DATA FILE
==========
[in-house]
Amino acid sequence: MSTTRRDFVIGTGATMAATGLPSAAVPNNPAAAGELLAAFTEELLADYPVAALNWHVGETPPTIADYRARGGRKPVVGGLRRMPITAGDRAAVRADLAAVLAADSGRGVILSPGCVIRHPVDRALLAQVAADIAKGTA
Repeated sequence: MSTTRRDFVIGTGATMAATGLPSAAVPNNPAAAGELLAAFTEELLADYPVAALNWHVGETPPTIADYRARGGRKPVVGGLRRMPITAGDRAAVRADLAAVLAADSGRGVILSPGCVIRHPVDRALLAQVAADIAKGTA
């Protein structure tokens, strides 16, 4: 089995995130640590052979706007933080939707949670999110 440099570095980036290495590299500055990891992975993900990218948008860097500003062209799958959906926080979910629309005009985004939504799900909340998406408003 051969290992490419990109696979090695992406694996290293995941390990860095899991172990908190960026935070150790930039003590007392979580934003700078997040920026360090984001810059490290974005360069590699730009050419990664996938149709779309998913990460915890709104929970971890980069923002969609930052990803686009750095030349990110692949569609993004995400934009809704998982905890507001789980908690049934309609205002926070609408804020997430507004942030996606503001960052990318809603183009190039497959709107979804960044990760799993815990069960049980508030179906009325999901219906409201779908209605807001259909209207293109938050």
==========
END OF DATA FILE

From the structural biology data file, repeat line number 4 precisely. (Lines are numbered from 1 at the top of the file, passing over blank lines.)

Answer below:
């Protein structure tokens, strides 16, 4: 089995995130640590052979706007933080939707949670999110 440099570095980036290495590299500055990891992975993900990218948008860097500003062209799958959906926080979910629309005009985004939504799900909340998406408003 051969290992490419990109696979090695992406694996290293995941390990860095899991172990908190960026935070150790930039003590007392979580934003700078997040920026360090984001810059490290974005360069590699730009050419990664996938149709779309998913990460915890709104929970971890980069923002969609930052990803686009750095030349990110692949569609993004995400934009809704998982905890507001789980908690049934309609205002926070609408804020997430507004942030996606503001960052990318809603183009190039497959709107979804960044990760799993815990069960049980508030179906009325999901219906409201779908209605807001259909209207293109938050």